I'm not apologizing to anyone about anything. I was pointing out that poking yourself in the eye with a stick and then complaining that the stick was too sharp is just plain silly.

    Microsoft made the choice of changing how updates work and forcing them on Home users with Windows 10 and you blame the user for sticking with the Home edition. If that's not both apologetic and pathetic I don't know what is.

    I'm all for Microsoft automating updates but if they're going to force them upon users they better be damn perfect about it. And if not perfect they should at least be smart enough to have it skip the update and alert the user if it failed to install previously rather than keep subjecting the user to a PC that is continually "serviced" back to a broken state.

  • Faulty update time! (And again, W10..)

    , kettch wrote

    *snip*

    That's not even remotely close to what I said.

    Yeah what you said was even more apologetic! Or was it pathetic? Oh well..I think those words are synonyms in your case anyways.

  • Faulty update time! (And again, W10..)

    , cheong wrote

    @DeathByVisualStudio: Those "Enterprise" have propably used MOM/WSUS variants for ages already so I don't think it'll affect much to them. A good admin will probably wait about 2 weeks after the "Patch Tuesday" to approve the updates, otherwise who got the time to fix thousands of broken workstations?

    And I'm sure the "decision makers" who decide whether to roll out W10 or not are well aware of this fact. :S

  • More Edge annoyances

    , brian.​shapiro wrote

    Typing in Edge often lags, something I don't experience in other browsers.

    It may not be related but.... I gotta wonder if its WinRT roots are going to hobble Edge. If anything I hope this will drive more parity between WinRT/UA/Whatever-they-are-calling-it and Win32s at least on the desktop.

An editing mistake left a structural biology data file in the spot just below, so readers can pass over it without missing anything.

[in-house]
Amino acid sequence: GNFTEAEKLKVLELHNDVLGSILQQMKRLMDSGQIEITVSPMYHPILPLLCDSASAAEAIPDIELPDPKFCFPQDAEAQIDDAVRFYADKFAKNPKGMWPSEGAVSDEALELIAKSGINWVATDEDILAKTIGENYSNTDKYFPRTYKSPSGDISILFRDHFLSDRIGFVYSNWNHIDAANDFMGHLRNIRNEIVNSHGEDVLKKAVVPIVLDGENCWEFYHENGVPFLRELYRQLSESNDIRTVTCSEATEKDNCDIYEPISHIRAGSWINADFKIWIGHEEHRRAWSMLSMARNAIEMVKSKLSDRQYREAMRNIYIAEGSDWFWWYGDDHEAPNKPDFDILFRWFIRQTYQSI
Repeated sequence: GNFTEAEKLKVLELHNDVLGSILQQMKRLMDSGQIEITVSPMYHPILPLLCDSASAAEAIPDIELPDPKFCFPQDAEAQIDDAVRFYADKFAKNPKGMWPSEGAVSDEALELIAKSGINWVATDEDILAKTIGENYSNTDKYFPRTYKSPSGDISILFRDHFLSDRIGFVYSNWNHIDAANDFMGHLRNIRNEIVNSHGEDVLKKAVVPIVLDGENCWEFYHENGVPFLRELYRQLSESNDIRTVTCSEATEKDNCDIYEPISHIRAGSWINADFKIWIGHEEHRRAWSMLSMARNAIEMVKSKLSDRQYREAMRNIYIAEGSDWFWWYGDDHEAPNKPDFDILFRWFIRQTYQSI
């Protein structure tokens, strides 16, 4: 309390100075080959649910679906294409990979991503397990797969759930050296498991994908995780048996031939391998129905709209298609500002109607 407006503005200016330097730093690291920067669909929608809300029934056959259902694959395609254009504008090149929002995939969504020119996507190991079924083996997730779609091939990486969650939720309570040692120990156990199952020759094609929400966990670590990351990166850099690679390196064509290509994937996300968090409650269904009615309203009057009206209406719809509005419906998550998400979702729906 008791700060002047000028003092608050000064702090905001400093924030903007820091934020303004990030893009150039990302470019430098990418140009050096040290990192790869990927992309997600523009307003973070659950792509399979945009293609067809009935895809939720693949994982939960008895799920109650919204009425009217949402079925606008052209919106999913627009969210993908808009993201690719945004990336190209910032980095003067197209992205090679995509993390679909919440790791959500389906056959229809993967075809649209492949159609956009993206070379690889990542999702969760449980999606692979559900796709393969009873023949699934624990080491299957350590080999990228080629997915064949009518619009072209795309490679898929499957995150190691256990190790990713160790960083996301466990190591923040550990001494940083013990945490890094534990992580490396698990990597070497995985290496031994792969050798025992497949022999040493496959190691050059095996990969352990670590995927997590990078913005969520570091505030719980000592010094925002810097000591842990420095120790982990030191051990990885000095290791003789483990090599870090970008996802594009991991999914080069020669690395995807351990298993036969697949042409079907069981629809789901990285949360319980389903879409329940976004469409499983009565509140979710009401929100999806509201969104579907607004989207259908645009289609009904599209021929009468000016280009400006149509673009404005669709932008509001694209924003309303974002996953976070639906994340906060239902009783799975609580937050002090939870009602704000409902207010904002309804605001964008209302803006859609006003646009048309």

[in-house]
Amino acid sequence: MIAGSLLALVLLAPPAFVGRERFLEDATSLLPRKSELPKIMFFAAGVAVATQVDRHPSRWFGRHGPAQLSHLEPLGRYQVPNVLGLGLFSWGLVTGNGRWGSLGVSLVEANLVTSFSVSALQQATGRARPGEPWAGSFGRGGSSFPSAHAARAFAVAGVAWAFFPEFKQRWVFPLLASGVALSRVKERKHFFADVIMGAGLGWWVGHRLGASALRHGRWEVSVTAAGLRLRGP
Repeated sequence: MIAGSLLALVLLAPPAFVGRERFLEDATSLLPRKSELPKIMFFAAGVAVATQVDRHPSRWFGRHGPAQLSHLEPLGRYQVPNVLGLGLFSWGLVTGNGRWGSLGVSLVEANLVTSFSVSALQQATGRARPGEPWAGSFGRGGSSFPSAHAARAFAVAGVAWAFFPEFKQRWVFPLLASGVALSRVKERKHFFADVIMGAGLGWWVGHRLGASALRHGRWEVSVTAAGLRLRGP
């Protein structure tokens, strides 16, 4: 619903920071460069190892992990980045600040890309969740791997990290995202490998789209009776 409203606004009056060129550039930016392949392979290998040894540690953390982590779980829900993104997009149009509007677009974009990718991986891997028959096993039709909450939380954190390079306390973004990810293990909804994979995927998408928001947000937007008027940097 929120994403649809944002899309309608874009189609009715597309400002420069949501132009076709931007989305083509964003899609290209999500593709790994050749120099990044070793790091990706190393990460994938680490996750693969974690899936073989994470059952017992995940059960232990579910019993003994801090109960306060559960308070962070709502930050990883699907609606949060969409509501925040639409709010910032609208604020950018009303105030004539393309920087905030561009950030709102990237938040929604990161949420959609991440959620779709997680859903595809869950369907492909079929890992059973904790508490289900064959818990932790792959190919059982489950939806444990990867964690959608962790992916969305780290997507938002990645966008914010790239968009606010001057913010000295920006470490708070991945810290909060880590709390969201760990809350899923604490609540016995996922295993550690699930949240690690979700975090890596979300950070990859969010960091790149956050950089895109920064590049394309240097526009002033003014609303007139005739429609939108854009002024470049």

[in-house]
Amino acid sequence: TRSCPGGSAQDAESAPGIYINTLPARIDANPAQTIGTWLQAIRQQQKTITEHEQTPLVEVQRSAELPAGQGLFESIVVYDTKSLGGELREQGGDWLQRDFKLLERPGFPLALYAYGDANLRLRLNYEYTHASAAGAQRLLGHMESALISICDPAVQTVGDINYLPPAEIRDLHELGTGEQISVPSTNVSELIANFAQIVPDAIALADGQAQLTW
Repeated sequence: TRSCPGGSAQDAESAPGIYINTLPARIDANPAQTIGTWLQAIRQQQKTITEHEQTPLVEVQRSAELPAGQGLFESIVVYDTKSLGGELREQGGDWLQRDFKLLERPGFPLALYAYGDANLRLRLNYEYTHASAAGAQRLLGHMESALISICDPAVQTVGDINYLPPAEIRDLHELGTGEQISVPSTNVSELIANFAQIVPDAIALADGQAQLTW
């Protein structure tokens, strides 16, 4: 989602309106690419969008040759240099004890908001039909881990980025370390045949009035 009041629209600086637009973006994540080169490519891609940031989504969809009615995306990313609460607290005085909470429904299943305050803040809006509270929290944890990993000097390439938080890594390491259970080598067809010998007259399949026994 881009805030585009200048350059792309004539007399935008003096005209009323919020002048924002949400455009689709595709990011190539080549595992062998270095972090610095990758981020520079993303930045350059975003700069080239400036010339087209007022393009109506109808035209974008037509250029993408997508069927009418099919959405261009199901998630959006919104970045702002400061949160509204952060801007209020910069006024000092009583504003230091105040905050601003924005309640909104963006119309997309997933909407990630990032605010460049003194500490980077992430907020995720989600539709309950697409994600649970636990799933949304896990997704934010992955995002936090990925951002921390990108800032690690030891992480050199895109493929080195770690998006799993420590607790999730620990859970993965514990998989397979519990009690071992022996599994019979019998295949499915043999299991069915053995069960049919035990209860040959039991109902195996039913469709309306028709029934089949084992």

• Faulty update time! (And again, W10..)

    Looks like WTWF was right after all... More egg on Microsoft's face. I'm sure this kind of problem really helps sell W10 in the enterprise.

  • Win10: ​Bewildermen​t.... Not loading it...

    , elmer wrote

    As has been mentioned before, I believe that this is part of why MS are making such a big deal of the 'Windows 10 will never be finished' message they keep repeating, as it allows them the freedom to ship knowing that there is plenty of stuff that is yet to be done, but didn't high enough priority to stop shipment.

    W8 and WP 7/8 shipped with the same kind of mentality. That didn't work so well. I wish Microsoft would learn from their mistakes and put out something that is superior rather than a clusterfck of a half finished product. They compound that by totally ruining the touch experience with W10 (not learning from their mistakes of ruining the mouse+keyboard experience in W8). As a developer I love the idea of UA (or whatever they call it now) but the idea of one OS to rule them all was already tried by Ubuntu and never took off. Why do they think they can succeed where Ubuntu failed? because there are 450 million Windows 7+ PCs out there as a captive audience? (Sinofsky's excuse at Build 2011)

  • Did MS just save 6.6 billion in taxes?

    , kettch wrote

    *snip*

    This happens all the time in the corporate world. You buy another company, squeeze out the good parts, and toss the rest.

    Maybe you can explain what "good parts" Microsoft got out of all of this?